2. Remember to put this line in your batch script (or in .profile) prior to running GROMACS:
export LD_LIBRARY_PATH=~/gromacs/lib:$LD_LIBRARY_PATH

For Gaussian:

  1. Your private copy cannot be accessible to others (by the terms of the license), so fix your permissions like this to avoid an error: chmod -R o-rwx ~/g09-C.01
  2. In your batch job, change the location of Gaussian to point to your private copy:
export GAUSS_EXEDIR=/home/fs01/''myuserid''/g09-C.01


Julia 1.1.1 is installed in /opt/julia-1.1.1. Julia packages should be installed in user's own home directories so precompilation can be done correctly when needed. To install a Julia package:

  • Load Julia module and run julia:
 -bash-4.1$ module load julia-1.1.1 
 -bash-4.1$ julia
    _       _ _(_)_     |  Documentation:
   (_)     | (_) (_)    |
    _   _   _| |_  __ _   |  Type "?" for help, "]?" for Pkg help.
   | | | | | | |/ _` |  |
   | | |_| | | | (_| |  |  Version 1.1.1 (2019-05-16)
  _/ |\__'_|_|_|\__'_|  |  Official release
 |__/                   |
  • Enter ] at the Julia interpreter prompt to get the pkg prompt:
 (v1.1) pkg> 
  • Install the package using the add command:
 (v1.1) pkg> add FFTW
   Updating registry at `~/.julia/registries/General`
   Updating git-repo ``
  Resolving package versions...
  • You can list installed Julia packages like this:
 julia> import Pkg; Pkg.installed()
 Dict{String,Union{Nothing, VersionNumber}} with 3 entries:
   "MPI"           => v"0.9.0"
   "Distributions" => v"0.21.0"
   "FFTW"          => v"0.3.0"

How to run jobs

After you have familiarized yourself with the 'Getting Started':

Maui Scheduler and Job submission/monitoring commands

Jobs are scheduled by the Maui scheduler with the Torque resource manager. We suggest you use a job submission batch file utilizing PBS Directives ('Options' section).

Common Maui Commands

(If you have any experience with PBS/Torque or SGE, Maui Commands may be recognizable. Most used:

qsub - Job submission (jobid will be displayed for the job submitted)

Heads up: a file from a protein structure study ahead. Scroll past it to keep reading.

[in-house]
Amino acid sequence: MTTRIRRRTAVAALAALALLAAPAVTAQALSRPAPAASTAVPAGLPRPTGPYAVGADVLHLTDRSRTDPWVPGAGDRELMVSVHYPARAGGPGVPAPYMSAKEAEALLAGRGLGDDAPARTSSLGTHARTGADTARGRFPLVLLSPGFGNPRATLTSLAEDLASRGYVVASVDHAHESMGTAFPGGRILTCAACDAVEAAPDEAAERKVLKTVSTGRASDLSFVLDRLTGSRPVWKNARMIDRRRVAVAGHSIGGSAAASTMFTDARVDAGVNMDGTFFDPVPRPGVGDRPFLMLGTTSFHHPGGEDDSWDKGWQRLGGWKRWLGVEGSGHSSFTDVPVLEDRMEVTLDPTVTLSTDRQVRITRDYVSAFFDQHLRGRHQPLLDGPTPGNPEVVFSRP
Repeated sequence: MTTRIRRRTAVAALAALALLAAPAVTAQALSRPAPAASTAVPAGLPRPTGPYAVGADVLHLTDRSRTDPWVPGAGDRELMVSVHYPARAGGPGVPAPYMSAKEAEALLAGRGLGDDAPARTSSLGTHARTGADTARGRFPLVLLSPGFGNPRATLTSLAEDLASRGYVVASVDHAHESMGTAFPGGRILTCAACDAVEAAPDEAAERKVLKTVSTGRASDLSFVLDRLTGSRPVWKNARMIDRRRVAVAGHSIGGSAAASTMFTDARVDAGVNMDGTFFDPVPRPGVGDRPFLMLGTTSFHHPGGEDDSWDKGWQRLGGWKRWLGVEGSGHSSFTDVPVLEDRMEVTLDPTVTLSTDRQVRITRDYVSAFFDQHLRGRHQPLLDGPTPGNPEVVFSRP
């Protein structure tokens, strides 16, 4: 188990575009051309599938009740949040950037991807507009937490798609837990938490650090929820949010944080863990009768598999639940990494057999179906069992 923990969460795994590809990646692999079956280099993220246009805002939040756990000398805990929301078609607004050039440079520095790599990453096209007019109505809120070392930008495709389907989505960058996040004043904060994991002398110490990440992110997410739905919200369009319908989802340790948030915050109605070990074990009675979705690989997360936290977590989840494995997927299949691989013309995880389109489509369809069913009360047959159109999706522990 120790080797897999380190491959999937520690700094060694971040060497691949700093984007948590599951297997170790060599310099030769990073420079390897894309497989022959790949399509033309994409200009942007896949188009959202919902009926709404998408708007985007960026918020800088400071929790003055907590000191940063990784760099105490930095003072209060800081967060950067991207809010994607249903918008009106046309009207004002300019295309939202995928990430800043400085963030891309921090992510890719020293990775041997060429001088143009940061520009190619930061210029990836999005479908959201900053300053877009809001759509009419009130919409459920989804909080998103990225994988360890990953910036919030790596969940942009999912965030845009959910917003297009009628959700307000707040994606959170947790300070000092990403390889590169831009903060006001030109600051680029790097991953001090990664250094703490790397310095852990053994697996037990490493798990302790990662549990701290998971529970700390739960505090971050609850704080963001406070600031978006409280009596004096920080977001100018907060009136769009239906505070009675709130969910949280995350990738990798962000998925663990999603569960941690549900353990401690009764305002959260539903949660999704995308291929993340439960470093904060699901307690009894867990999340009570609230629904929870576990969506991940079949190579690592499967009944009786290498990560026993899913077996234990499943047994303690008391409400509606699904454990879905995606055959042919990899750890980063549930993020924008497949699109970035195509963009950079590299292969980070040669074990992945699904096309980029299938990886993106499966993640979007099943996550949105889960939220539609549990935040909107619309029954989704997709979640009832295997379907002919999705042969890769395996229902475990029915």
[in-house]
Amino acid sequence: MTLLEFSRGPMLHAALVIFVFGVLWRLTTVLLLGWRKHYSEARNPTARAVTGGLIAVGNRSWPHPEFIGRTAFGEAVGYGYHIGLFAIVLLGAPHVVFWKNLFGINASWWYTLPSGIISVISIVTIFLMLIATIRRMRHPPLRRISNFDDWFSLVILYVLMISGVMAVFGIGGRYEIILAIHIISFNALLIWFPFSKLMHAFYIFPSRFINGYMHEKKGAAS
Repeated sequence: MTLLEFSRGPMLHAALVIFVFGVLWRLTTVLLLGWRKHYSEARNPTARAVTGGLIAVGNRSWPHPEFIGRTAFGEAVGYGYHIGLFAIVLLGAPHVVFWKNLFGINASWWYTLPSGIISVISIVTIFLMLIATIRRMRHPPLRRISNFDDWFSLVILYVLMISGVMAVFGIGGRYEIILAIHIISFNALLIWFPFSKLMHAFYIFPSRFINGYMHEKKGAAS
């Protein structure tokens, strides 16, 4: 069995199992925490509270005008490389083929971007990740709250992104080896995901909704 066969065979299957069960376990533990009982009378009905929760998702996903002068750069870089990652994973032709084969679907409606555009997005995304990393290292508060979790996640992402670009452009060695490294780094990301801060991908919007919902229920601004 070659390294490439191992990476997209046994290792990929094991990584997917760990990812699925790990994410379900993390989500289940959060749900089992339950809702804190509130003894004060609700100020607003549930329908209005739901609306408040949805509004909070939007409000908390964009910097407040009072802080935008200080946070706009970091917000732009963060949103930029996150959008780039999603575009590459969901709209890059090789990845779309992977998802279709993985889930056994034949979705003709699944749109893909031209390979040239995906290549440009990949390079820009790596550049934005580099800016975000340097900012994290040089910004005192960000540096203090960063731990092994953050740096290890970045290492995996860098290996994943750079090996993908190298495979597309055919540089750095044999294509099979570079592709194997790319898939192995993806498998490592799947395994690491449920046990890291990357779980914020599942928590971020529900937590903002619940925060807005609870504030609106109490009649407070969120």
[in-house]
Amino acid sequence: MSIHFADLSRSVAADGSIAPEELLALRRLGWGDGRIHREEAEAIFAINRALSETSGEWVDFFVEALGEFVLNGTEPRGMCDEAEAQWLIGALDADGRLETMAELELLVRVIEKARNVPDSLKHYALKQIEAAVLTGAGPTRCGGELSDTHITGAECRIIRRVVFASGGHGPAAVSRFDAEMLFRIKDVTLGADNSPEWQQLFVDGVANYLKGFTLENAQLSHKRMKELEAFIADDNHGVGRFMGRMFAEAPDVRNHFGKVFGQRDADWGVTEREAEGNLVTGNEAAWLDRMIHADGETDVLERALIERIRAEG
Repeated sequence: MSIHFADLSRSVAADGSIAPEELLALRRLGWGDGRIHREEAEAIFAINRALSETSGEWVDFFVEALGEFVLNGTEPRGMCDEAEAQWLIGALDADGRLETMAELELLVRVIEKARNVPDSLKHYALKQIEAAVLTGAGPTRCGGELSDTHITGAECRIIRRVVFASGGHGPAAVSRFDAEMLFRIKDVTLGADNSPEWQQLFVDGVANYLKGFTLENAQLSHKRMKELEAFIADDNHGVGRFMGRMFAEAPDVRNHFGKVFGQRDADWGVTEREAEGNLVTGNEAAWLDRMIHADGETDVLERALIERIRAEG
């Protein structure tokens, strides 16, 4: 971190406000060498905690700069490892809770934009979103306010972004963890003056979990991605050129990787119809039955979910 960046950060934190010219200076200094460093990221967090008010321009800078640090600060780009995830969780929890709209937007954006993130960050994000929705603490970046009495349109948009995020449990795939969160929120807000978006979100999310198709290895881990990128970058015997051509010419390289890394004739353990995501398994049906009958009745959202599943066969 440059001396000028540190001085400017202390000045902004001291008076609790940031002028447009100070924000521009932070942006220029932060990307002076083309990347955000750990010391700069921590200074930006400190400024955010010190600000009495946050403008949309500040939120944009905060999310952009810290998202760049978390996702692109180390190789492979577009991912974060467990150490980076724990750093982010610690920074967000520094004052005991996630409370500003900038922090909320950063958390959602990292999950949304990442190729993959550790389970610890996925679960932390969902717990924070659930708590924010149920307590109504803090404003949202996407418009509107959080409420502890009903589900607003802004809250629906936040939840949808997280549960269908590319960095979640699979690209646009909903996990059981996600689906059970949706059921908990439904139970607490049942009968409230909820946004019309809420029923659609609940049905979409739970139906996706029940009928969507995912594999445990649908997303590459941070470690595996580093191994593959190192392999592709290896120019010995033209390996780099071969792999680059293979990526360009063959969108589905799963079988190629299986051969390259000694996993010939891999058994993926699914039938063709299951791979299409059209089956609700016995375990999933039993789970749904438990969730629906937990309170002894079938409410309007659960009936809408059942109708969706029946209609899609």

• $ qsub

showq - Display queue information.

  • $ showq (dump everything)
  • $ showq -r (show running jobs)
  • $ showq -u foo42 (shows foo42's jobs)

checkjob - Display job information. (You can only checkjob your own jobs.)

  • $ checkjob -A jobid (get dense key-value pair information on job 42)
  • $ checkjob -v jobid (get verbose information on job 42)

canceljob - Cancel Job. (You can only cancel your own jobs.)

  • $ canceljob jobid

Setting Up your Job Submission Batch File

Commands can be run on the command line with the qsub command. However, we suggest running your jobs from a batch script. PBS Directives are command line arguments inserted at the top of the batch script, each directive prepended with '#PBS' (no spaces). Reference PBS Directives

The following script example is requesting: 1 node, max time for job to be 5 minutes,30 seconds; output and error to be joined into the same file, descript name of job 'defaulttest' and use the 'default' queue:

#PBS -l walltime=00:05:30,nodes=1
#PBS -j oe
#PBS -N defaulttest
#PBS -q default

# Turn on echo of shell commands
set -x
# jobs normally start in the HOME directory; cd to where you submitted.
# copy the binary and data files to a local directory on the node job is executing on
cp $HOME/binaryfile $TMPDIR/binaryfile
cp $HOME/values $TMPDIR/values
# run your executable from the local disk on the node the job was placed on
./binaryfile >&binary.stdout
# Copy output files to your output folder	
cp -f $TMPDIR/binary.stdout $HOME/outputdir

A job with heavy I/O (use /tmp as noted in the above example)

  • Use /tmp to avoid heavy I/O over NFS to your home directory!
  • Ignoring this message could bring down the ASTRA CLUSTER HEAD NODE!

Request job to run on 5 nodes, 4 processes per node, 20 total processes

#PBS -l walltime=00:05:30,nodes=5:ppn=4

Additional jobs submitted by you or others can run on the unused slots (up to 12) on the same nodes. This may not be good if your job uses lots of memory.

Request job to run exclusively on 2 nodes, 3 processes per node, 6 total processes

#PBS -l nodes=2:ppn=12
#PBS -l walltime=00:02:00
#PBS -q test
#PBS -j oe
#PBS -N 2nodes6tasks


# Construct a copy of the hostfile with only TPN entries per node.
# MPI can use this to run TPN tasks on each node.
uniq "$PBS_NODEFILE" | awk -v TPN="$TPN" '{for(i=0;i<TPN;i+=1) print}' > nodefile."$TPN"way

mpiexec --hostfile nodefile."$TPN"way --tag-output hostname